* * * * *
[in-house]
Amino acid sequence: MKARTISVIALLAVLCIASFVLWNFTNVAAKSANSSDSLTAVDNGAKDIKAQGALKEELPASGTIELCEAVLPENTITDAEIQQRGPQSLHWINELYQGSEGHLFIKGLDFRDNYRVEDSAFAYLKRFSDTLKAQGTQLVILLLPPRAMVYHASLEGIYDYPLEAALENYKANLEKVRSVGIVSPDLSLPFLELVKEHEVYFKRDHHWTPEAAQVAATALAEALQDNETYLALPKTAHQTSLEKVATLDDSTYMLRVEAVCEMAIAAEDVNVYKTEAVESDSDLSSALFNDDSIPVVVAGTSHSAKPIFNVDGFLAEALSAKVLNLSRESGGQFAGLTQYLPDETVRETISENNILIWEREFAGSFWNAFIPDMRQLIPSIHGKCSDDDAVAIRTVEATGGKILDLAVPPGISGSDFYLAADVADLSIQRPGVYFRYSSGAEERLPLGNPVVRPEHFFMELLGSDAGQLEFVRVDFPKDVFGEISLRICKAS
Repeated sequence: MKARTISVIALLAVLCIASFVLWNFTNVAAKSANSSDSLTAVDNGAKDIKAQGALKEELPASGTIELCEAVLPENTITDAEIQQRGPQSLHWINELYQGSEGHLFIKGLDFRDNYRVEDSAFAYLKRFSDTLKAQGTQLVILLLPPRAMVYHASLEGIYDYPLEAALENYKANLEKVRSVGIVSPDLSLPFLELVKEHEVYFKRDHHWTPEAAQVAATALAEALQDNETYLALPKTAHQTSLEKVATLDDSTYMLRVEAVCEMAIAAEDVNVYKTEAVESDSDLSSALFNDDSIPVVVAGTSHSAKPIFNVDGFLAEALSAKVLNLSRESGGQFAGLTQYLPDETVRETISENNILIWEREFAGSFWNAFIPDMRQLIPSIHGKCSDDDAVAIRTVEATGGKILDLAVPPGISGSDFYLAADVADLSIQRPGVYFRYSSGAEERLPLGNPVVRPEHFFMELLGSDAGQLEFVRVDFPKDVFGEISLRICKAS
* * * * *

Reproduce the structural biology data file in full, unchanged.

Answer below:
[in-house]
Amino acid sequence: MKARTISVIALLAVLCIASFVLWNFTNVAAKSANSSDSLTAVDNGAKDIKAQGALKEELPASGTIELCEAVLPENTITDAEIQQRGPQSLHWINELYQGSEGHLFIKGLDFRDNYRVEDSAFAYLKRFSDTLKAQGTQLVILLLPPRAMVYHASLEGIYDYPLEAALENYKANLEKVRSVGIVSPDLSLPFLELVKEHEVYFKRDHHWTPEAAQVAATALAEALQDNETYLALPKTAHQTSLEKVATLDDSTYMLRVEAVCEMAIAAEDVNVYKTEAVESDSDLSSALFNDDSIPVVVAGTSHSAKPIFNVDGFLAEALSAKVLNLSRESGGQFAGLTQYLPDETVRETISENNILIWEREFAGSFWNAFIPDMRQLIPSIHGKCSDDDAVAIRTVEATGGKILDLAVPPGISGSDFYLAADVADLSIQRPGVYFRYSSGAEERLPLGNPVVRPEHFFMELLGSDAGQLEFVRVDFPKDVFGEISLRICKAS
Repeated sequence: MKARTISVIALLAVLCIASFVLWNFTNVAAKSANSSDSLTAVDNGAKDIKAQGALKEELPASGTIELCEAVLPENTITDAEIQQRGPQSLHWINELYQGSEGHLFIKGLDFRDNYRVEDSAFAYLKRFSDTLKAQGTQLVILLLPPRAMVYHASLEGIYDYPLEAALENYKANLEKVRSVGIVSPDLSLPFLELVKEHEVYFKRDHHWTPEAAQVAATALAEALQDNETYLALPKTAHQTSLEKVATLDDSTYMLRVEAVCEMAIAAEDVNVYKTEAVESDSDLSSALFNDDSIPVVVAGTSHSAKPIFNVDGFLAEALSAKVLNLSRESGGQFAGLTQYLPDETVRETISENNILIWEREFAGSFWNAFIPDMRQLIPSIHGKCSDDDAVAIRTVEATGGKILDLAVPPGISGSDFYLAADVADLSIQRPGVYFRYSSGAEERLPLGNPVVRPEHFFMELLGSDAGQLEFVRVDFPKDVFGEISLRICKAS